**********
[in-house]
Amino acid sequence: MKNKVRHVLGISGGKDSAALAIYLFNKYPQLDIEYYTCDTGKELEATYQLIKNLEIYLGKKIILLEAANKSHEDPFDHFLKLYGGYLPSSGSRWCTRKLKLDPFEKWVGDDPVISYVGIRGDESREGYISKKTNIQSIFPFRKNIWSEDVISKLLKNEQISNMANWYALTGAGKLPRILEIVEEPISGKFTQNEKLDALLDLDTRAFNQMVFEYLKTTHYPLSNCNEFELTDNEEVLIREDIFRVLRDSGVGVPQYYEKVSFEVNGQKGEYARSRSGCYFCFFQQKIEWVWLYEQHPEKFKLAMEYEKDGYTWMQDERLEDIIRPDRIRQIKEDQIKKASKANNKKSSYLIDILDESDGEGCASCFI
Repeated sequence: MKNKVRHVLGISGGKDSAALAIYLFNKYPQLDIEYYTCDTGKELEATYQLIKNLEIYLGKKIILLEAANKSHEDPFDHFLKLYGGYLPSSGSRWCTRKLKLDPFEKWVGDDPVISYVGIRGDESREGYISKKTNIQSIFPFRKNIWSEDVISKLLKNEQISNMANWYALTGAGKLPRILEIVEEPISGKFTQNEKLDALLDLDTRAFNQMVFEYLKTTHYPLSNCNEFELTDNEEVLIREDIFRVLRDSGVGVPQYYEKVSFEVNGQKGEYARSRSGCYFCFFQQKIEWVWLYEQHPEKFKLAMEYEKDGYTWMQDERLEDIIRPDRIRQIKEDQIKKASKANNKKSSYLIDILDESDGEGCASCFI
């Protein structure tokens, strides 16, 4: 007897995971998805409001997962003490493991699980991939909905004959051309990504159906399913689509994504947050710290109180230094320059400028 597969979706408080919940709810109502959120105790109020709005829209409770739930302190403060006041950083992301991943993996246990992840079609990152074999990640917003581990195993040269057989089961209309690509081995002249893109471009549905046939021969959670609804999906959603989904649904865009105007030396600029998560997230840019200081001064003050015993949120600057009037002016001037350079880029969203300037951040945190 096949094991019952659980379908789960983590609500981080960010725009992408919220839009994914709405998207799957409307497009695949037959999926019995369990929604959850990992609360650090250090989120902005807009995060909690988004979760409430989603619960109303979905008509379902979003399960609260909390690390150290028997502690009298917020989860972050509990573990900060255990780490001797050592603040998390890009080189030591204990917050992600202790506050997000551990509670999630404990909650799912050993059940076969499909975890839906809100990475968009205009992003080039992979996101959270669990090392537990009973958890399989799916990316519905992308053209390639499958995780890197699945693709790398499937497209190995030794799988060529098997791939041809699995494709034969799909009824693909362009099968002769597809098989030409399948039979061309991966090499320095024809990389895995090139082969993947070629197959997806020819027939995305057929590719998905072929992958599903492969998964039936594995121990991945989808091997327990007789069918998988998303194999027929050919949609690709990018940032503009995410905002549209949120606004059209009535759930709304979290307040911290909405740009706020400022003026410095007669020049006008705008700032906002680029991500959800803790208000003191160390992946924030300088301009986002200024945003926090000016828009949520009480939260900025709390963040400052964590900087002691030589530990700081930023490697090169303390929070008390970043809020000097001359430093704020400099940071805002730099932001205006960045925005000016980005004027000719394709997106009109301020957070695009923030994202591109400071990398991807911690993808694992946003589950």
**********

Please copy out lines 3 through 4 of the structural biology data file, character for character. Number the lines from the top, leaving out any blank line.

Repeated sequence: MKNKVRHVLGISGGKDSAALAIYLFNKYPQLDIEYYTCDTGKELEATYQLIKNLEIYLGKKIILLEAANKSHEDPFDHFLKLYGGYLPSSGSRWCTRKLKLDPFEKWVGDDPVISYVGIRGDESREGYISKKTNIQSIFPFRKNIWSEDVISKLLKNEQISNMANWYALTGAGKLPRILEIVEEPISGKFTQNEKLDALLDLDTRAFNQMVFEYLKTTHYPLSNCNEFELTDNEEVLIREDIFRVLRDSGVGVPQYYEKVSFEVNGQKGEYARSRSGCYFCFFQQKIEWVWLYEQHPEKFKLAMEYEKDGYTWMQDERLEDIIRPDRIRQIKEDQIKKASKANNKKSSYLIDILDESDGEGCASCFI
């Protein structure tokens, strides 16, 4: 007897995971998805409001997962003490493991699980991939909905004959051309990504159906399913689509994504947050710290109180230094320059400028 597969979706408080919940709810109502959120105790109020709005829209409770739930302190403060006041950083992301991943993996246990992840079609990152074999990640917003581990195993040269057989089961209309690509081995002249893109471009549905046939021969959670609804999906959603989904649904865009105007030396600029998560997230840019200081001064003050015993949120600057009037002016001037350079880029969203300037951040945190 096949094991019952659980379908789960983590609500981080960010725009992408919220839009994914709405998207799957409307497009695949037959999926019995369990929604959850990992609360650090250090989120902005807009995060909690988004979760409430989603619960109303979905008509379902979003399960609260909390690390150290028997502690009298917020989860972050509990573990900060255990780490001797050592603040998390890009080189030591204990917050992600202790506050997000551990509670999630404990909650799912050993059940076969499909975890839906809100990475968009205009992003080039992979996101959270669990090392537990009973958890399989799916990316519905992308053209390639499958995780890197699945693709790398499937497209190995030794799988060529098997791939041809699995494709034969799909009824693909362009099968002769597809098989030409399948039979061309991966090499320095024809990389895995090139082969993947070629197959997806020819027939995305057929590719998905072929992958599903492969998964039936594995121990991945989808091997327990007789069918998988998303194999027929050919949609690709990018940032503009995410905002549209949120606004059209009535759930709304979290307040911290909405740009706020400022003026410095007669020049006008705008700032906002680029991500959800803790208000003191160390992946924030300088301009986002200024945003926090000016828009949520009480939260900025709390963040400052964590900087002691030589530990700081930023490697090169303390929070008390970043809020000097001359430093704020400099940071805002730099932001205006960045925005000016980005004027000719394709997106009109301020957070695009923030994202591109400071990398991807911690993808694992946003589950």